|Date(s):||1957 to 1960|
|Tag(s):||integration/segregation, Civil Rights Movement, Education, Jewish|
|Course:||“Historian's Craft,” University of Alabama at Birmingham|
|Rating:||5 (1 votes)|
In 1957, an anonymous Jewish citizen in Greenwood, MS created a pamphlet called “A Jewish View on Segregation”. In his pamphlet, he gives an account of why the Jewish population should prefer segregation. His premise is the same as White Southerners “that the innate inferiority of African Americans would leave them incapable of competing on equal terms in an integrated society”. He claims that like the master of the antebellum plantations of years past, the white Southerner still had the African-American in their charge and needed to segregate them from society where they could still flourish at their own speed. He cites education as being his primary reason against integration. He argues that if the overwhelming ratio of African-American pupils were allowed to intermingle with white students it would lower the quality of education received by all white children. African-African children were on many occasions behind in their school studies and would often have to repeat a grade. These at risk children would in turn be older than the range of the average grade level student and therefore have a hand in exposing the younger students to negative influence. The meaning of the pamphlet goes against the conventional narrative that all Southern Jews were sympathetic to the plight of African-Americans in their struggle of equality.
An opinion poll in 1959 concluded that the Southern Jewish population was more supportive of the Civil Rights Movement than most Southern Whites although they tended to feel this way in secret. The goal of many Southern Jews was to keep a conservative political profile for fear of falling prey to heavy scrutinizing by Southern Gentiles in the form of Jim Crow laws. To the Southern Jewish businessman, Jim Crow laws were similar to the Nuremberg laws of the Nazi Socialist Party of 1930s Germany. These laws were put into force to keep patrons away from the European Jewish merchants in the form of boycotts and to reduce the status of the Jewish population to second class citizenship. In order to be seen as equals in White society, Southern Jews had to choose their words wisely in order to not be regarded as the masterminds behind the Civil Rights Movement and therefore face ostracism of Anti-Semitic rhetoric from the White majority.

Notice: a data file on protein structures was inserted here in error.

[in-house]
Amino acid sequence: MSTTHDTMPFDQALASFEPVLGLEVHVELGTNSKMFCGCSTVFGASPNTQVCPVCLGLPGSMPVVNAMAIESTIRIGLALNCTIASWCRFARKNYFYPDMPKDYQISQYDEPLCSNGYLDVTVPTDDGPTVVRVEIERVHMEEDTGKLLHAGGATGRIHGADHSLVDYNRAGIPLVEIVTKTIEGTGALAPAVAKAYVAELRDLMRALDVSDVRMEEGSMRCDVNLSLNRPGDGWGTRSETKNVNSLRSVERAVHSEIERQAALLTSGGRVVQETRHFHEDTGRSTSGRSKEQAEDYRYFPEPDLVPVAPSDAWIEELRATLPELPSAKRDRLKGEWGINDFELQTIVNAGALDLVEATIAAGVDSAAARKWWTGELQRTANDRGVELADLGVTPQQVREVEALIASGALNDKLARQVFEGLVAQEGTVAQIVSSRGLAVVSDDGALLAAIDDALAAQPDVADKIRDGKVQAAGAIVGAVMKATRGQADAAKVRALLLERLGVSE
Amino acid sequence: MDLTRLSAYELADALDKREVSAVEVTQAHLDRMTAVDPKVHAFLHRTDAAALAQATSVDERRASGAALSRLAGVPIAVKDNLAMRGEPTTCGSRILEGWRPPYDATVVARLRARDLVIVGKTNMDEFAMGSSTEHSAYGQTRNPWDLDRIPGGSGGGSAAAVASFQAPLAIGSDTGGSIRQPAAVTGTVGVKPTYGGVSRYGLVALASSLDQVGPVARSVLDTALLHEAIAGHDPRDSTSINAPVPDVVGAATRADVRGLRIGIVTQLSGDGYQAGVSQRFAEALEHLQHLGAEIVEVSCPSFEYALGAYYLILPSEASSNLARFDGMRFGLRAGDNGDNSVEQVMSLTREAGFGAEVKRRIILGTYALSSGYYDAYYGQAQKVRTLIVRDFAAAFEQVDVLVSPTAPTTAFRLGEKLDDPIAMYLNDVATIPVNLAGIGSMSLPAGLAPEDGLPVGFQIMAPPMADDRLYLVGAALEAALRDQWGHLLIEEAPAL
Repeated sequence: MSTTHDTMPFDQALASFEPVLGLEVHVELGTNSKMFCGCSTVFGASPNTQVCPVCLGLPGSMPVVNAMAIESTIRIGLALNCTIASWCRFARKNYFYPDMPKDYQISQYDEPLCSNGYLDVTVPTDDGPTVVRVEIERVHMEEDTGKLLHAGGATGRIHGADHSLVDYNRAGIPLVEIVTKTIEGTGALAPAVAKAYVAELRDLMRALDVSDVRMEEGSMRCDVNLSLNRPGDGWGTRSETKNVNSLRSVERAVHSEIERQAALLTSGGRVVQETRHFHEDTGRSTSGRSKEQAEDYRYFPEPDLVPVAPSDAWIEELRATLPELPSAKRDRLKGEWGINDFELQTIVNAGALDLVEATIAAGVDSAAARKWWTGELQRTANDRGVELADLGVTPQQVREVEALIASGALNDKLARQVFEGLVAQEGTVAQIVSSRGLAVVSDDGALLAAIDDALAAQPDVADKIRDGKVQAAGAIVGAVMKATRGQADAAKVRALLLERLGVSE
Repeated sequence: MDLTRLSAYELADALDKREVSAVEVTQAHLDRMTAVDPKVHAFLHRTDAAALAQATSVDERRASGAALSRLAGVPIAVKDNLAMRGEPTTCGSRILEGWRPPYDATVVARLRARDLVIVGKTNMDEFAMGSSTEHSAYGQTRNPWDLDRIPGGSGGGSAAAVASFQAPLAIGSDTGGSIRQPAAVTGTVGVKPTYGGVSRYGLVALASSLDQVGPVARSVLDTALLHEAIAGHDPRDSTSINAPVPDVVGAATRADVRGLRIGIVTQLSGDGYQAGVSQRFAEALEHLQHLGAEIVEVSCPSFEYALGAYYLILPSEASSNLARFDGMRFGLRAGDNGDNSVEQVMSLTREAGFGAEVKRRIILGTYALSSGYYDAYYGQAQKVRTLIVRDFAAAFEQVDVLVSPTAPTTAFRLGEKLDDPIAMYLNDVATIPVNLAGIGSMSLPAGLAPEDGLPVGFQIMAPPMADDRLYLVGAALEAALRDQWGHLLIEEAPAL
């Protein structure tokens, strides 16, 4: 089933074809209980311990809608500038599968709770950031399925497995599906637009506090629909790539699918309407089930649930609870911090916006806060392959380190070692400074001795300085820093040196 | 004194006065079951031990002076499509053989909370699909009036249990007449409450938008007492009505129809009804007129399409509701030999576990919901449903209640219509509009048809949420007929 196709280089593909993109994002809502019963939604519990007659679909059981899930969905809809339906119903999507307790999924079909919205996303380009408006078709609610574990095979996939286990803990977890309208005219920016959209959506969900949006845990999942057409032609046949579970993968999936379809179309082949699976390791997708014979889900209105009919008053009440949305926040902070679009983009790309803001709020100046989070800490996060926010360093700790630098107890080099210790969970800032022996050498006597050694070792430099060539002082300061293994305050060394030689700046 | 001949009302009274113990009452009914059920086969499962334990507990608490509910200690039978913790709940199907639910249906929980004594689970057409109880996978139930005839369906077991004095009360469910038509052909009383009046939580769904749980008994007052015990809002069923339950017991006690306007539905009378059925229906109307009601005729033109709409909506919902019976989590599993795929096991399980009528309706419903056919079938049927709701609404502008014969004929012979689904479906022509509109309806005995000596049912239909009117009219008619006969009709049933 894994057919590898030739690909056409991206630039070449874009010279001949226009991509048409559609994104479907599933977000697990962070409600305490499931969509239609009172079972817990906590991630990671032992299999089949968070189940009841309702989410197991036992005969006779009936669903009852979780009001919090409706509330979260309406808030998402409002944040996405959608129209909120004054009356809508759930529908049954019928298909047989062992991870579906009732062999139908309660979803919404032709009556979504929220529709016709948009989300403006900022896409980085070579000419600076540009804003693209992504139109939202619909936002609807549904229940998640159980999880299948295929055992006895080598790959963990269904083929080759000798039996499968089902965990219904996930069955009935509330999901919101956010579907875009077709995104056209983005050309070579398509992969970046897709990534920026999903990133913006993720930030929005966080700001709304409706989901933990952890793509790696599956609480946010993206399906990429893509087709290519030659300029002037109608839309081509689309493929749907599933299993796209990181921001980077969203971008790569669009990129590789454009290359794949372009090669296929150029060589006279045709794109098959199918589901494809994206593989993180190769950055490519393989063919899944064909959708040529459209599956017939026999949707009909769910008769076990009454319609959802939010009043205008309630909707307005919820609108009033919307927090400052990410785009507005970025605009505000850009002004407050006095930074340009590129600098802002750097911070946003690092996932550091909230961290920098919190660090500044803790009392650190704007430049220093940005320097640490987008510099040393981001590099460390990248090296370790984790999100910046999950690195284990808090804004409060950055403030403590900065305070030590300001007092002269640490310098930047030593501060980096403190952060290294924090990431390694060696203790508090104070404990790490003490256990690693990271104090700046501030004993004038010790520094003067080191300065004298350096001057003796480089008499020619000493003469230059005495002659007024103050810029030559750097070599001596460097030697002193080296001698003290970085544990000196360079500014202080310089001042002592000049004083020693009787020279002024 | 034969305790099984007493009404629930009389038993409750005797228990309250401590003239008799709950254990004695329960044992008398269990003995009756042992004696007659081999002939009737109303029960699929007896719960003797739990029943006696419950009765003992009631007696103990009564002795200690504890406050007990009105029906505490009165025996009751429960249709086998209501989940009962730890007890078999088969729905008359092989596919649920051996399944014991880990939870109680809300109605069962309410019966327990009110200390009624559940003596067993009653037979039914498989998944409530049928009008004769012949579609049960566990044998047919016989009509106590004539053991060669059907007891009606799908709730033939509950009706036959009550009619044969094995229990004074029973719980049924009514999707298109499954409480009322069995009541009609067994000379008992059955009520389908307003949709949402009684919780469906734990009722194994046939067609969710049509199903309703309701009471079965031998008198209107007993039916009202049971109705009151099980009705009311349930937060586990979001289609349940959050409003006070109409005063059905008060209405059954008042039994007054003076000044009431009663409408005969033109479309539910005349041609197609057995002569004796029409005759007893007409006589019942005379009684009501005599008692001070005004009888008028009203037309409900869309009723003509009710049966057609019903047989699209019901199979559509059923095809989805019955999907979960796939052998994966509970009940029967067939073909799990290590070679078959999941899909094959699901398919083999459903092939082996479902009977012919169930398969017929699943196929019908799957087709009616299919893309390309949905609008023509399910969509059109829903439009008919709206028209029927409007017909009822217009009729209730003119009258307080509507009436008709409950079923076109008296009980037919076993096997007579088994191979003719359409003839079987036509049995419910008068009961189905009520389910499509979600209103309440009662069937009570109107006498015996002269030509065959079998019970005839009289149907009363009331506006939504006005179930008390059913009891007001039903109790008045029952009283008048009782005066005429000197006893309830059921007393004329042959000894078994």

Clive Webb, author of “Fighting Against Fear”, states “most southern Jews were inherently sympathetic toward the black struggle for racial equality, their actions were constrained by political circumstances”. Many of the southern Jewish community wished that their Northern counterparts would forego their convictions of wanting to assist with the Civil Rights Movement because their aiding in the various marches and voters registrations would only bring the wrath of white supremacy upon them, not the Northern visitors. Jewish merchants feared that whites would not patronize their businesses, thus devastating their socio-economic status which also proved to be a leading concern of the southern Jewish community. After being oppressed, contained and driven almost to the point of extinction, it is understandable why many Southern Jews chose not to openly take part in the Civil Right Movement. Against this background, the author of the anonymous pamphlet stands out as different from the typical beliefs of Southern Jews.